this issue contains
>> Interview Douglas Gordon
>> The Press on "25"

>> archive

 

For the show, you’ve put together works from the last 500 years, from the Renaissance artist Perugino up to the present day. How did you select the artists and their works?

Do you know the story of Perugino?



Pietro Perugino (Pietro Vanucci), Hl. Sebastian, 1493-94, Staatliche Eremitage, St. Petersburg


Well yes, it’s said to be a disguised self-portrait of the painter.

That’s one story, but there’s a new story: it’s a fake. If you look at the image in the exhibition, it’s the mirrored image of the real thing. That’s the key: the original Perugino, which is not even here, is the main work in the show. At first it was a problem not to have the original in the show, and we had to find a solution. Then I was happy the problem arose, because the solution, I think, is even more poetic than the real thing. Now, when people look in the mirror of the cinema at Deutsche Guggenheim, they can see it somewhere in the distance like a mirage of a fake. With a mirage of a fake, you know: when you take two negatives, it makes up something like a positive, you could almost believe that the real thing is somewhere in the ether. So that was the keystone work. And then, in a practical sense, I was very near Nancy Spector’s office, so I would pop up and we would chat and she would make some suggestions and I would make some suggestions. And so, slowly but surely we pulled the exhibition together.



Matthew Barney: ENVELOPA: Drawing Restraint 7 (KID), 1993


After the Perugino, one work I really needed to have was the Lawrence Weiner. His work, I think, is normally very stark, very clear, while this one is quite ambiguous; Lawrence’s use of metaphor is always ambiguous, so it fits in with the allegory thing. The placement in the show is also very important: the first time you see it is in reflection, and it’s kind of broken up by the mirror. Then came the Jeff Koons piece. And then I have some friends who all came up with more. It was very informal. Because of my rampant ego, I’m constantly talking to people, and they all gave me their suggestions.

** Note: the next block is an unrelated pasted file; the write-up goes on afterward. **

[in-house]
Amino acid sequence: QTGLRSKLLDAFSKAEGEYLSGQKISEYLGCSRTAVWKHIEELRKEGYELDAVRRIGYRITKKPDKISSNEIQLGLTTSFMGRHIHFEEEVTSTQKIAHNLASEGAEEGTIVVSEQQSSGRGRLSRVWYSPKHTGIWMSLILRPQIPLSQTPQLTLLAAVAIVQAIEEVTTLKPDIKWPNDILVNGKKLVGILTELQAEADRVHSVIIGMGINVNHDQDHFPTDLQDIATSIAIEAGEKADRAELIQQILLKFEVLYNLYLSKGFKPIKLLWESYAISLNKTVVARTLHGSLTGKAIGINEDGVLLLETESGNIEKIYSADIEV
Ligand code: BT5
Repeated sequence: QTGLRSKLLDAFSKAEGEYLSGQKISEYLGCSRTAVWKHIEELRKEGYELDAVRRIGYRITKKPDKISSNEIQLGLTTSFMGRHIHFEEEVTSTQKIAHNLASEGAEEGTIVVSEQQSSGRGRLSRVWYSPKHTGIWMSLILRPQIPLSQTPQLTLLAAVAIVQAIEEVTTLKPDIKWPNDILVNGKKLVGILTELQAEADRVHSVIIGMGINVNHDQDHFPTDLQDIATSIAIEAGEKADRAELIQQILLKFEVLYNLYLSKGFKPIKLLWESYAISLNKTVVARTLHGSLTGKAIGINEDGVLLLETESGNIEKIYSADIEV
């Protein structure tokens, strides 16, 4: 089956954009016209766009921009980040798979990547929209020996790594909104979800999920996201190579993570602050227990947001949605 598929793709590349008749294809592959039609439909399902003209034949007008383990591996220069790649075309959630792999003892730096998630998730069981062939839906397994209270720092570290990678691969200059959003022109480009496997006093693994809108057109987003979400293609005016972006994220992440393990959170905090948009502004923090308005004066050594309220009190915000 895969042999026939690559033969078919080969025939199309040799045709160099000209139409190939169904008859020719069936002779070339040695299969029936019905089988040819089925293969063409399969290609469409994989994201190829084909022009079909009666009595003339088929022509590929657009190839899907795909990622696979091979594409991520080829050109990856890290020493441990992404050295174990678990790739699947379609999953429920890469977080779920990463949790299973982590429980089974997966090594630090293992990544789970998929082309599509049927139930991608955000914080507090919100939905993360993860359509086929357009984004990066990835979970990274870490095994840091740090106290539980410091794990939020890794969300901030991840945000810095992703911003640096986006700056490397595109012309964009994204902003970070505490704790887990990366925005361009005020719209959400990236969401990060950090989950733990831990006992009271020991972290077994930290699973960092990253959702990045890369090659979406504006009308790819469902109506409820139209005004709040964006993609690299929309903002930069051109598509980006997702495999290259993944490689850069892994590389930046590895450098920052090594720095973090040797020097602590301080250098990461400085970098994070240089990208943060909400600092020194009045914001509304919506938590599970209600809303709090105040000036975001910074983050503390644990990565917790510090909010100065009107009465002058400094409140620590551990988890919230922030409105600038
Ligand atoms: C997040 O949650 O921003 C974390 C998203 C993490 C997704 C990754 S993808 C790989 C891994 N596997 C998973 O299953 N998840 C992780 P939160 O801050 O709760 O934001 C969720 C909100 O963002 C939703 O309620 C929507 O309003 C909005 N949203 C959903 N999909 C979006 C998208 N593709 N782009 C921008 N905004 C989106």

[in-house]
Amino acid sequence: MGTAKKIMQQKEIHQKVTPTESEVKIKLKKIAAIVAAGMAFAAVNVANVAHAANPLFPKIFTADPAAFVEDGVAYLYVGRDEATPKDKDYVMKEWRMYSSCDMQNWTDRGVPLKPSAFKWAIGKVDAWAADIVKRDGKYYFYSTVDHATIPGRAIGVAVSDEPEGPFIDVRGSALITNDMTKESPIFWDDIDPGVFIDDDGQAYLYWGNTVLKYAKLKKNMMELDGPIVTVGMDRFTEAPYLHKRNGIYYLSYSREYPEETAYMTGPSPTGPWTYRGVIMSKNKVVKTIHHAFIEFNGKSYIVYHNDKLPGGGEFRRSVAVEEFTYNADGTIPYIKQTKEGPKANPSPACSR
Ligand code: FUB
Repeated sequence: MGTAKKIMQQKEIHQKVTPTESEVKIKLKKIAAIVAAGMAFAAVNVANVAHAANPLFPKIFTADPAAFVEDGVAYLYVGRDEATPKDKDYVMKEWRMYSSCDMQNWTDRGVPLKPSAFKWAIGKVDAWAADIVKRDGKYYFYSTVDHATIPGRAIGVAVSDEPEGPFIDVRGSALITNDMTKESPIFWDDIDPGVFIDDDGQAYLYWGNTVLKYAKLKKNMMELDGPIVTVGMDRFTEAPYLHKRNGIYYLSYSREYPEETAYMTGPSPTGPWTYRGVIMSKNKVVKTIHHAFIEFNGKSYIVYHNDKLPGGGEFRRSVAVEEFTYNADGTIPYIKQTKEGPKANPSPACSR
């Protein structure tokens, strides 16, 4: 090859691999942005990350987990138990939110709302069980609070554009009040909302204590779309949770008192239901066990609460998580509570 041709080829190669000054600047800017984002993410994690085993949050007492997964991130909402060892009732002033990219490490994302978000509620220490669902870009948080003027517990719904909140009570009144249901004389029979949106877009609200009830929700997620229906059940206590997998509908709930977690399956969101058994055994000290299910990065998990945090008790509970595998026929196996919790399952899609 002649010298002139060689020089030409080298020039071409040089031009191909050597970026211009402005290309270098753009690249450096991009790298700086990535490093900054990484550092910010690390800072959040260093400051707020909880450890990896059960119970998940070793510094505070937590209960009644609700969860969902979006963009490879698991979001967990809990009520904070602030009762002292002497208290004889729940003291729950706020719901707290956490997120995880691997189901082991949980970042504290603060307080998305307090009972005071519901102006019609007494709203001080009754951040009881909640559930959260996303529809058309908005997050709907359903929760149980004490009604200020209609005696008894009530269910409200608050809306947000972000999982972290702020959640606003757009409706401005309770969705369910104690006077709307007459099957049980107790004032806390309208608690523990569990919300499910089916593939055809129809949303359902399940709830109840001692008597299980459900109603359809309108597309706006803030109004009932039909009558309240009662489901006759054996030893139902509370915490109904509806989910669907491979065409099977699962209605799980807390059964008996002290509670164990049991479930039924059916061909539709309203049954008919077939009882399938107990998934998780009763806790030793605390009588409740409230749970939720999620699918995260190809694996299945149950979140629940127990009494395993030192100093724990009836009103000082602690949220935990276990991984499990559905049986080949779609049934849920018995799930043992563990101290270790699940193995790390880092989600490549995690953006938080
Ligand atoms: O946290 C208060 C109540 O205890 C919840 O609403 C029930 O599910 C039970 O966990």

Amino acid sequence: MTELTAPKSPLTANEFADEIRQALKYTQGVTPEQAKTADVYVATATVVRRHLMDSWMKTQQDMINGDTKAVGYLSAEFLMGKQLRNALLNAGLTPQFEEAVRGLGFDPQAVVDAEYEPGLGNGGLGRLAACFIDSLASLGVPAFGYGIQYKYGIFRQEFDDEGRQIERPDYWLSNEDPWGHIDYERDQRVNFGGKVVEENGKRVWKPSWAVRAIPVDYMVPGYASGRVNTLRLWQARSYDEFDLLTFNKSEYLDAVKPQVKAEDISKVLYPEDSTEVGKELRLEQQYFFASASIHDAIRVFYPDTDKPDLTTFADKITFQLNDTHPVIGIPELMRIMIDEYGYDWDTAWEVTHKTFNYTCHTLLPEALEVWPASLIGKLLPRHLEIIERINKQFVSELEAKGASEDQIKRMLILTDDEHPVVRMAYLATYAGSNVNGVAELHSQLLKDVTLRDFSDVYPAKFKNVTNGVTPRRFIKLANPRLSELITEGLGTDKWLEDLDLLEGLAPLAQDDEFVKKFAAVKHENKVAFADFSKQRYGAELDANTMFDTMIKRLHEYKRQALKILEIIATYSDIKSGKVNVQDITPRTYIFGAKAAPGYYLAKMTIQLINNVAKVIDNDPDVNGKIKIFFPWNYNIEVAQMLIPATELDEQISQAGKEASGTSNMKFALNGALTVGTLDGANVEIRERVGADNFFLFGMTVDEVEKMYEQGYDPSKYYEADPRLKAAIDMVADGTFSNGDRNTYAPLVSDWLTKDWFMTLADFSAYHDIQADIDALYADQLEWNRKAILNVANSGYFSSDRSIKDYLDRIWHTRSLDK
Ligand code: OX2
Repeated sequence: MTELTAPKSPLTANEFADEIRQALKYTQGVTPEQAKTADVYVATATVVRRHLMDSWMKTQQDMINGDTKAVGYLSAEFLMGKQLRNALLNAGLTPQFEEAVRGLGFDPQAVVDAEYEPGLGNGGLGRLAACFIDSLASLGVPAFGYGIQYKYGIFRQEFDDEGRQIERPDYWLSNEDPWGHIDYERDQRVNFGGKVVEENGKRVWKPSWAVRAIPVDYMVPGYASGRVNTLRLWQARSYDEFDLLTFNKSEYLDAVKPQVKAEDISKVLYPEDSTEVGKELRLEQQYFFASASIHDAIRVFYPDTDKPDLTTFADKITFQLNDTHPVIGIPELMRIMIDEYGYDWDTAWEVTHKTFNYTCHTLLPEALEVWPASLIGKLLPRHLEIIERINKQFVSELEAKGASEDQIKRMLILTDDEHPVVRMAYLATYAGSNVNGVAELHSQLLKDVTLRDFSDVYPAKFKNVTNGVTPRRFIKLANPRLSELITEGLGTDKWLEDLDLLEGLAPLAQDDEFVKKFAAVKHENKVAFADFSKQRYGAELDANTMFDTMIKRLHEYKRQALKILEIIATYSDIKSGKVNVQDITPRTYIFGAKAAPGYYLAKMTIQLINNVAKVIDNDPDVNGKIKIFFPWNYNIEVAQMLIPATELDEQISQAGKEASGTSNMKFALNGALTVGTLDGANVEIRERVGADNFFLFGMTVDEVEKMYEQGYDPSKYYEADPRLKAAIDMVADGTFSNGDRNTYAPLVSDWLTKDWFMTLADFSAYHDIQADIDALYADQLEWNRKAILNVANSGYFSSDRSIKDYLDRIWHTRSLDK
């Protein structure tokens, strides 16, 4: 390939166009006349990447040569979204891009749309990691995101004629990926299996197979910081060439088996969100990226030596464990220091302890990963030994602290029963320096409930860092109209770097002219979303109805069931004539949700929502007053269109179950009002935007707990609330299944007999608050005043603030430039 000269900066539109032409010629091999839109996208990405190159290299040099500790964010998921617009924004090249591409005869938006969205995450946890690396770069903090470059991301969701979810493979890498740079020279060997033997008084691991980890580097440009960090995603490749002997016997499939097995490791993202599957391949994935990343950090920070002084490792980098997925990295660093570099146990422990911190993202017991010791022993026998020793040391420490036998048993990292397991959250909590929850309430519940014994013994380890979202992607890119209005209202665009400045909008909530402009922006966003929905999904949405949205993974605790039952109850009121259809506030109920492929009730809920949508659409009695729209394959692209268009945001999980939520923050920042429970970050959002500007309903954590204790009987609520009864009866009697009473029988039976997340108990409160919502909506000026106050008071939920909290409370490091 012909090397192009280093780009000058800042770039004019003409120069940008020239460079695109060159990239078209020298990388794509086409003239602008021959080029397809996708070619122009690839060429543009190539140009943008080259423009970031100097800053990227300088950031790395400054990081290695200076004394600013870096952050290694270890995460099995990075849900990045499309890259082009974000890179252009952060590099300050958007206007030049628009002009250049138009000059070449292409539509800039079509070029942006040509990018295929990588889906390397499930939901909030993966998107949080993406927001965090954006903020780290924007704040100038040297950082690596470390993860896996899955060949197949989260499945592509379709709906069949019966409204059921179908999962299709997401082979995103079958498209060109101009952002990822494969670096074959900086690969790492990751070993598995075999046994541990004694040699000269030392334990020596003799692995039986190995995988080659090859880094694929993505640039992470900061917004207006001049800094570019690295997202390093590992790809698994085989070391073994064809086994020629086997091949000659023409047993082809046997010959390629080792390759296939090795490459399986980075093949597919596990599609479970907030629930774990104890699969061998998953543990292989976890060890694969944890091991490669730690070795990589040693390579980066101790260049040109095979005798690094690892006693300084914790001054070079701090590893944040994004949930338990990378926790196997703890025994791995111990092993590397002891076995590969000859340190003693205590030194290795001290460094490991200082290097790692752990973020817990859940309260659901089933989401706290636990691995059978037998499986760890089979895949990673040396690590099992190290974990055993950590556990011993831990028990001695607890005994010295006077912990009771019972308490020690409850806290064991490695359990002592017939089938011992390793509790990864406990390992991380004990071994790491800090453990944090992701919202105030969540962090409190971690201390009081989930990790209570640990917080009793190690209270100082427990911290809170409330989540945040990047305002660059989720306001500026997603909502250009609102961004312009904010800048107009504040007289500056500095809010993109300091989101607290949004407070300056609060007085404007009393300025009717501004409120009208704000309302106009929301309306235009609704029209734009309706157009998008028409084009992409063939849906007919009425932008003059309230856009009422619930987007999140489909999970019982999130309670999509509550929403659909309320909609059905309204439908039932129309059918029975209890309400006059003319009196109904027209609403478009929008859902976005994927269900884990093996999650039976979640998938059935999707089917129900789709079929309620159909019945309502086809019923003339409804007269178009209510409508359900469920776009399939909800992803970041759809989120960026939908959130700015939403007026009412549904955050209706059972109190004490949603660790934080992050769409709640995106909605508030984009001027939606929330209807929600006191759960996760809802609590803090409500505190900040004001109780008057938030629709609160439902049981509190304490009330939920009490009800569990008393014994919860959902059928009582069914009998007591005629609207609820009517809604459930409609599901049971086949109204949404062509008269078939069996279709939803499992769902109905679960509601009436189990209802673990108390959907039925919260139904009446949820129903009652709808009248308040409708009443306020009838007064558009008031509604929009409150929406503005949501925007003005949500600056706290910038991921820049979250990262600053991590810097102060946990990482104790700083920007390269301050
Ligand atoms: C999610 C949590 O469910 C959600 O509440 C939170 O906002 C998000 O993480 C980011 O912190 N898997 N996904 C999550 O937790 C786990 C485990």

Jeff Koons, Louis XIV, 1986
Photo: © und Courtesy The Dakis Joannou Collection, Athens

A Renaissance painting next to a Jeff Koons sculpture: How will the audience bring this together?

I don’t think it’s a problem. You know, the works represent themselves as well as they represent the time they were made. And we were very careful which Koons to use, we wanted that one and not, for example, Michael Jackson or the Pink Panther. Next to the Perugino, that could be tricky. I think we made a careful choice.



Self-portrait as Kurt Cobain, as Andy Warhol
Photo: David Heald, © Courtesy Gagosian Gallery


In the exhibition at the Deutsche Guggenheim, there’s also a work called "Self-Portrait as Kurt Cobain, as Andy Warhol, as Myra Hindley, as Marilyn Monroe" (1996). A rock star, a pop artist, a child murderer, a movie icon – what made these personalities especially interesting for you?

I don’t think they’re so different. You know, Myra Hindley was one of the images that entered pop-culture in the UK at the time I was growing up. At the time, everyone had blond hair, my mother had blond hair. Everyone wanted to be Marilyn Monroe, so when I look at a picture of Myra Hindley, I see a little bit of Marilyn Monroe in there somehow. Andy Warhol wanted to be Marilyn Monroe. Kurt Cobain, I think, wanted to be Marilyn Monroe [laughs], at least he had his hair dyed, and he wore makeup. But talking about self-synthesis, I’m only a small player in this. And the truth is: I made the photograph, and that’s what I saw. I saw Myra Hindley, Andy Warhol, Curt Cobain, Marilyn Monroe. It wasn’t staged to be that way. Someone took that photograph of me and I looked at it and thought: this isn’t me. You know, if I was Andy Warhol and you asked me that question, I say they’re all blond. It’s as simple as that. But I’m not as good as Andy Warhol...


[1] [2] [3]